How Can HBOT Therapy Help Treat Diabetic Foot Ulcers?

On a global scale, more than 400 million people reportedly live with diabetes, among which almost three-fourths live in the middle and the rest in lower-income nations.

According to the projections by the International Diabetes Federation, the number of adult individuals to be affected by Type-2 diabetes by 2045 is said to reach 700 million.

Because diabetes calls for recurring medical expenses, more than 180 million un-diagnosed cases are known to emerge from middle or low-income nations.

Further, the global stats also depict how every thirty seconds, there occurs a loss of the lower limb. Pathological condition arising out of diabetes.

Talking about diabetic foot ulcers, the incidence rate in adult patients is almost two percent, and in non-diagnosed ones, the risk amounts to anywhere between fifty to sixty percent over a time frame of three years from the onset of diabetes.

To make matters worse, almost thirty to fifty percent of patients with diabetic foot ulcers run a higher risk of amputation in just under five years. Now, for the most part, diabetic foot ulcers are generally known to cause infections with poly microbial agents. Accompanied by weakened immunity and rather high resistance to routine treatments, thereby rendering them ineffective.

This is where Hyperbaric Oxygen Therapy as an adjunct treatment cuts in. With chronic wounds, tissues are known to turn hypoxic, and oxygen plays a key role in accelerating the healing process. Multiple studies concerning this have proven the efficacy of HBOT therapy in treating diabetic foot ulcers.

Between 2015 to 2020, some notable studies have made a considerable approach using HBOT therapy in treating diabetic foot ulcer conditions.

This post takes into account all such meta-analyses to discuss the role of HBOT for diabetic foot ulcers. Whether it can become a mainstream treatment option in the coming years.

The Major Findings

While tracing the role of HBOT therapy to treat diabetic ulcers, a total of eleven studies were primarily identified. As such, twelve to fourteen months were recorded for healing diabetic ulcers. The number of diabetic ulcers that were completely healed was around 150 out of a total of more than 300.

For over seven trials, major amputations were reported comprising more than 230 patients in the study group. Further, four such trials showed ulcers right above the ankle joint. Two other trials below the knees with major amputation.

Also, the pooled effect size in comparison to the fixed-effect model depicted diabetic foot ulcers in patients to be treated wholly with HBOT therapy and present before a lower rate of amputation than that of the control group.

Reduction of the area of the ulcer was another key consideration where HBOT therapy was administered to more than 150 patients. Four trials where HBOT showed a significant reduction in ulcer area. Were not chosen to be a part of the meta-analysis as they were not complete studies.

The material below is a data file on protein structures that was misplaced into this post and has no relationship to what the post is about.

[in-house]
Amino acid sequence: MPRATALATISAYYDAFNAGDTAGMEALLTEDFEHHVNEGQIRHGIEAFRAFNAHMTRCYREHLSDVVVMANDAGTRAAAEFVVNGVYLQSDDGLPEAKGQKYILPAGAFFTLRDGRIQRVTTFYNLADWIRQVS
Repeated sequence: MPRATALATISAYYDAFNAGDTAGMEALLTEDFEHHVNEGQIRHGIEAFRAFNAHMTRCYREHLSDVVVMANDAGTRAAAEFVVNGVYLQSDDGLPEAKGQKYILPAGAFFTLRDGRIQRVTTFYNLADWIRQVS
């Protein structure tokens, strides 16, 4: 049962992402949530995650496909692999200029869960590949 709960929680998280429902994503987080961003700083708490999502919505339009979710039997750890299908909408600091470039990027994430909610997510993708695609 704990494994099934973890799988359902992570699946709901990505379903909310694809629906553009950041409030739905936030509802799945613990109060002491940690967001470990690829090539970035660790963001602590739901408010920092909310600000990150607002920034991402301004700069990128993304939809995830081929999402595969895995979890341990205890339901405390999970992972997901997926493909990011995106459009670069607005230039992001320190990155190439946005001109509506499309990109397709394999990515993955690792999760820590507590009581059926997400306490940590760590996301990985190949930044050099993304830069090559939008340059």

HBOT Therapy Alone Isn’t Important As Much As The Number Of Sessions

The researchers also took turns to highlight that HBOT therapy alone as an adjunct treatment might not have been able to bring a positive outcome for diabetic foot ulcers.

Instead, what contributed to the efficacy were the total number of sessions and the duration of each session. Which drastically reduced the amputation rate.

Three other studies reportedly showed fewer incidences of amputation, where no less than forty sessions of HBOT therapy were required.

Conclusively, the meta-analysis did prove HBOT is capable of boosting faster healing in the case of diabetic foot ulcers. Even lowering the rate of amputation. Notably, the other associated factors like mortality rate, size of ulcers, and rate of amputation didn’t seem to alter the results.


Wrap Up

HBOT therapy has already been in use for a multitude of conditions. Treating diabetic foot ulcers is also approved by the FDA. This has issued the nod for twelve other conditions. That include the likes of carbon monoxide poisoning, traumatic brain injury, and gangrene.

No matter how strongly the meta-analyses establish the efficiency of HBOT therapy as an alternate form of treatment, there still seems to be a need for multi-centric trials. The ones that would comprise even larger groups. Deploy a robust methodology to fully examine and observe not only the possibilities but also the shortcomings.

HBOT therapy is seemingly the only treatment that harnesses the power of pure, unadulterated oxygen. And when administered under strict medical supervision, it has worked wonders for many. Take Autism for instance, where so-called traditional treatments failed to do the trick, HBOT, in many cases, has helped improve the symptoms drastically. HBOT has also been introduced on the scene to treat severe COVID cases. In times when ventilators were the last resort.

The only catch here could be the availability of HBOT therapy, as its use is limited to specialized clinics only. What makes it even more challenging is for patients who are disabled. Thus, the movement could always worsen the scenario. In such cases, a portable HBOT chamber could be the only option.

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